Meeting Makers – The Author

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I first met author, Catherine Johnson, when the two of us jumped into a cab together on our way to a conference. As Catherine chatted, I was secretly eyeing up her Fair Isle cardigan. ‘Did you make that?’ She had.

I learnt that Catherine creates the most incredible Fair Isle sweaters and cardigans, as well as being an award-winning author. When her novel, Sawbones, was nominated for the Carnegie earlier this year, I decided it was time to ask Catherine the ultimate burning question. Had she ever steeked?

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Hi Catherine. Thanks so much for joining us today. Can you tell us a little about your childhood in London. Was learning to knit part of that?

C: I grew up in North London. I had a lovely childhood I think, very ordinary. My mum was a teacher and dad was a tailor. He made all his own suits. I sewed my own clothes before I knitted, although it being punk these clothes mostly consisted of skirts made out of pillowcases…

I can’t really remember learning to knit. I’m sure my mum taught me, but it wasn’t until I was 18 and at art school on a foundation course that I really started knitting seriously. It was a course skewed at graphic artists and I remember knitting a lot of typography.

Then I sort of went knitting mad. One of my student jobs was knitting up pieces for the designer Patricia Roberts – she was big in the early 80s. All those bobbles did drive me nuts. Then I had a stall selling Fair Isle tammies under the Westway on Portobello Road. I used four needles and knitted as I walked to college. The needles were quite expensive – cost 15 quid a time. That was a lot in 1981. Knitting needles were also great for self defence on the tube. If anyone sat too close double enders usually put them off. I also remember being followed a couple of times and thinking how glad I was my knitting was there ready if I needed it.

Then for my thesis I chose to write about The Invention Of Tradition – which in my case leant heavily on traditional knitting – I was at St Martins’ School of Art studying film but I did actually go to Fair Isle and talk to knitters while I stayed at The Bird Observatory.

I’ve knitted everything I think except very complicated lace. Just not a fan. I’ve done Vogue tube dresses in 2 ply black mohair, cables galore, a 1920s monochrome swimsuit (I know), hats, scarves, gloves, socks innumerable jumpers and cardigans for babies and otherwise.

My most recent big successes have been two ganseys, knitted without seams and with double thickness welts. They’re both Staithes rather than anything more complicated but they look lovely and have lasted really well.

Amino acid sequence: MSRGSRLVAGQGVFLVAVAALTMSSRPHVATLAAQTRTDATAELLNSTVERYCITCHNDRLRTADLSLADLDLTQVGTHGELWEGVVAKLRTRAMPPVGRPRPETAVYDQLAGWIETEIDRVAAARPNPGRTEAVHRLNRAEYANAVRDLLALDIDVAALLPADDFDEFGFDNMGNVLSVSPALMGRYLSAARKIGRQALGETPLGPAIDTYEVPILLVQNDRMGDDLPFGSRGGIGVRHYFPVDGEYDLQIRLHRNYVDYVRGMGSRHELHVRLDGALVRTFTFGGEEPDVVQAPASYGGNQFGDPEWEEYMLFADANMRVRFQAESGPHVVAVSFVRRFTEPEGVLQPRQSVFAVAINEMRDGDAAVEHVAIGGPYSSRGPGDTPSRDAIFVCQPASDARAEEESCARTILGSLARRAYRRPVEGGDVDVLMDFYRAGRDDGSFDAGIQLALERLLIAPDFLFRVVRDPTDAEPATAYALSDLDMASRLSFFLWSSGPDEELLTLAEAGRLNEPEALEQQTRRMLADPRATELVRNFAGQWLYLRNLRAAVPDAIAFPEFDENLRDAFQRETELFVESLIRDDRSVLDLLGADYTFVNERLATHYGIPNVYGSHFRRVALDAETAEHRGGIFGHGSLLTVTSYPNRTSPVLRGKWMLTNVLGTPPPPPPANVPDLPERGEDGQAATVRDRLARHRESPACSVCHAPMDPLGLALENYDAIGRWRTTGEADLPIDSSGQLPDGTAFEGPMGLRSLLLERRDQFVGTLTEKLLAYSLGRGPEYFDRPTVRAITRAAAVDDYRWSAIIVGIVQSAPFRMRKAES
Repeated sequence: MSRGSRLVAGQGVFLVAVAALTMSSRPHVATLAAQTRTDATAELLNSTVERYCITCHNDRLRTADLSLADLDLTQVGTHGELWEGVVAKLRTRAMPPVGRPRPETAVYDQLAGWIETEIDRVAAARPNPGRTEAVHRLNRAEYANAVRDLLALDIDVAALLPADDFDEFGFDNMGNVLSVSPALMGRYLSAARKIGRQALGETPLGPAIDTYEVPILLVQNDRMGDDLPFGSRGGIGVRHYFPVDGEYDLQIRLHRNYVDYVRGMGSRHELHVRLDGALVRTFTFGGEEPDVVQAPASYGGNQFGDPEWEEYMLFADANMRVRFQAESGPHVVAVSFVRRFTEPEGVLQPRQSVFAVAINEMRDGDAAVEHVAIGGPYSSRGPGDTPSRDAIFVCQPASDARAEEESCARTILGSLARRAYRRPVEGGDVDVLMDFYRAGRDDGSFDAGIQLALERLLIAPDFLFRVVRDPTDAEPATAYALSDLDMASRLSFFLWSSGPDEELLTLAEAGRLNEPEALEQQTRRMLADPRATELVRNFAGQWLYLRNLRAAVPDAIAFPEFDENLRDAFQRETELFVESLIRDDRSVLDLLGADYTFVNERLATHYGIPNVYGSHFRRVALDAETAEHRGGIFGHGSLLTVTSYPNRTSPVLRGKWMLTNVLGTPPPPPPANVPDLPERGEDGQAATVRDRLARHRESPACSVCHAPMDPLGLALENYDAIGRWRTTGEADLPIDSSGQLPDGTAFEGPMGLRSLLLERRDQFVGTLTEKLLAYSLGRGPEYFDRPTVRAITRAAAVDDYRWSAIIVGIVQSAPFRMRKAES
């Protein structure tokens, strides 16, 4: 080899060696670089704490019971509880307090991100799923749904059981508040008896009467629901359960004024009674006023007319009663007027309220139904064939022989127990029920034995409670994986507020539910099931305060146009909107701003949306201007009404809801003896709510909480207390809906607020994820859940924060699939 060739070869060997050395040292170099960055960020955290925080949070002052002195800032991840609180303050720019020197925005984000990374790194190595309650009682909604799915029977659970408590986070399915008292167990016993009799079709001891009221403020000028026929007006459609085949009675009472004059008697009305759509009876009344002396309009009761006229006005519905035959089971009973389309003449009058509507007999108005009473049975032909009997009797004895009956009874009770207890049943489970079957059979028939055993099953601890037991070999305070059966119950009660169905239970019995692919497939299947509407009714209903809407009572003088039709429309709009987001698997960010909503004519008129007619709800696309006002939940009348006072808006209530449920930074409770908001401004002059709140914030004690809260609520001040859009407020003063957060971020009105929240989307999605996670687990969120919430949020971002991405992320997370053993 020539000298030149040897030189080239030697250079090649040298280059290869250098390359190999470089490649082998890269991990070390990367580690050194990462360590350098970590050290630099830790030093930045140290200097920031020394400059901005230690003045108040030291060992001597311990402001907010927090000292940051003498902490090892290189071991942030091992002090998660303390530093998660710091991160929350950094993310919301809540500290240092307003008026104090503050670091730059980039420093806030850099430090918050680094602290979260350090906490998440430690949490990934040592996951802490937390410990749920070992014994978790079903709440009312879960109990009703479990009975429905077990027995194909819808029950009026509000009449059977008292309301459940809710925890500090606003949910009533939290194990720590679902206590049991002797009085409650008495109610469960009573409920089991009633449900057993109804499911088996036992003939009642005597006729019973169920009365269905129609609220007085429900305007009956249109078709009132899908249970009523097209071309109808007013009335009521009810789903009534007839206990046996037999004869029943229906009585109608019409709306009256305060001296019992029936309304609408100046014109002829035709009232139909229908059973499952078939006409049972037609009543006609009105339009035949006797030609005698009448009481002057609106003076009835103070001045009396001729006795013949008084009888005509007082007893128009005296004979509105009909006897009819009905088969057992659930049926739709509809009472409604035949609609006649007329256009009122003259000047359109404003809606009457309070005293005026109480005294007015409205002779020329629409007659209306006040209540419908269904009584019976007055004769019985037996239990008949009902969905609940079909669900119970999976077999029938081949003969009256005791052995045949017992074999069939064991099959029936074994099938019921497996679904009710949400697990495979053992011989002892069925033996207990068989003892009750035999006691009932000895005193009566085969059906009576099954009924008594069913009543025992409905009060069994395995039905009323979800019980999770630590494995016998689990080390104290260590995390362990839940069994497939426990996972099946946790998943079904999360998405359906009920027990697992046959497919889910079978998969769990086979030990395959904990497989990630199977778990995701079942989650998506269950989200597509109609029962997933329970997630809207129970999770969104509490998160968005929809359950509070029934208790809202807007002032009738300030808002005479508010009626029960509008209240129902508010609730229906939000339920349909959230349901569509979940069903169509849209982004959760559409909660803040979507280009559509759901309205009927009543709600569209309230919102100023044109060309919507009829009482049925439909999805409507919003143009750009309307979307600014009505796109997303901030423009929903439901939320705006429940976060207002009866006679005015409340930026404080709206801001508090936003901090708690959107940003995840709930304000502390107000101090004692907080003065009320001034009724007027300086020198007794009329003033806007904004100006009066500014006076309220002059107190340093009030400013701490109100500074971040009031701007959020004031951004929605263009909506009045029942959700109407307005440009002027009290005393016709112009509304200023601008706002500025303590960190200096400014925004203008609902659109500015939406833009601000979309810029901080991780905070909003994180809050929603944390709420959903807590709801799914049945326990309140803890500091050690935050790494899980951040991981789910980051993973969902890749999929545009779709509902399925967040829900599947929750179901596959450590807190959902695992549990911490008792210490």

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How do you think the craft of knitting compliments your creative writing process?

C: I think writing is a lot like knitting – screenplays more than books for me. I’m rewriting a screenplay now and it’s a lot like seeing you’ve dropped some stitches just above the rib and having to go back, trying to leave everything that’s good intact, but completely re knitting up whole sections.

Also what I like about knitting is that you get a finished thing quite quickly, and you don’t have to think to hard. You start you knit, you finish, you wear it. None of this faffing about with covers and titles.

Although there is a lot of counting!

What advice would you give to anyone who is about to attempt Fair Isle knitting for the first time?

C: It is SO much easier than it looks! I think is you have a visual memory for pattern you can get into it so you don’t have to look at the guide, you just knit the shapes you need. Also proper traditional Fair Isle hardly ever has more than two colours at once. It always looks much more impressive than it actually is!

Also if you make a mistake you are being traditional. Knitters used to say that if a jumper was perfect, the devil would come up from hell and claim it, and the wearer for his own.

A lot of my readers are book lovers as well as creators. Can you tell us a bit about the novels you’ve written?

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C: I don’t think I have written a book with knitting in it. My last two books have both been historical though. The Curious Tale of The Lady Caraboo came out in the summer, and is based on a true story, that of Mary Wilcox, a cobblers daughter who passed herself off as a South Sea princess in England in 1817. I’ve played with a truth a little no doubt like Mary herself. I’ve had some lovely reviews and the book is sort of about the nature of love and truth and identity. Race and Class and … haven’t you ever wanted to completely disappear?

Sawbones, which came out in 2013, won me a prize! The Young Quills Award for best historical novel. It’s completely different to Caraboo, more of a romp, a gory romp with occasional 18th century surgery and bodysnatching but a romp nonetheless. It’s set in 1792, the story of Ezra McAdam, apprentice to London’s premier anatomist surgeon who can read a corpse just as well as any newspaper. When Magician’s assistant Loveday Finch asks him to find out if her father was murdered, Ezra uncovers a plot to overthrow an Empire….

That’s all fascinating, Catherine, but my burning question is … have you ever steeked?!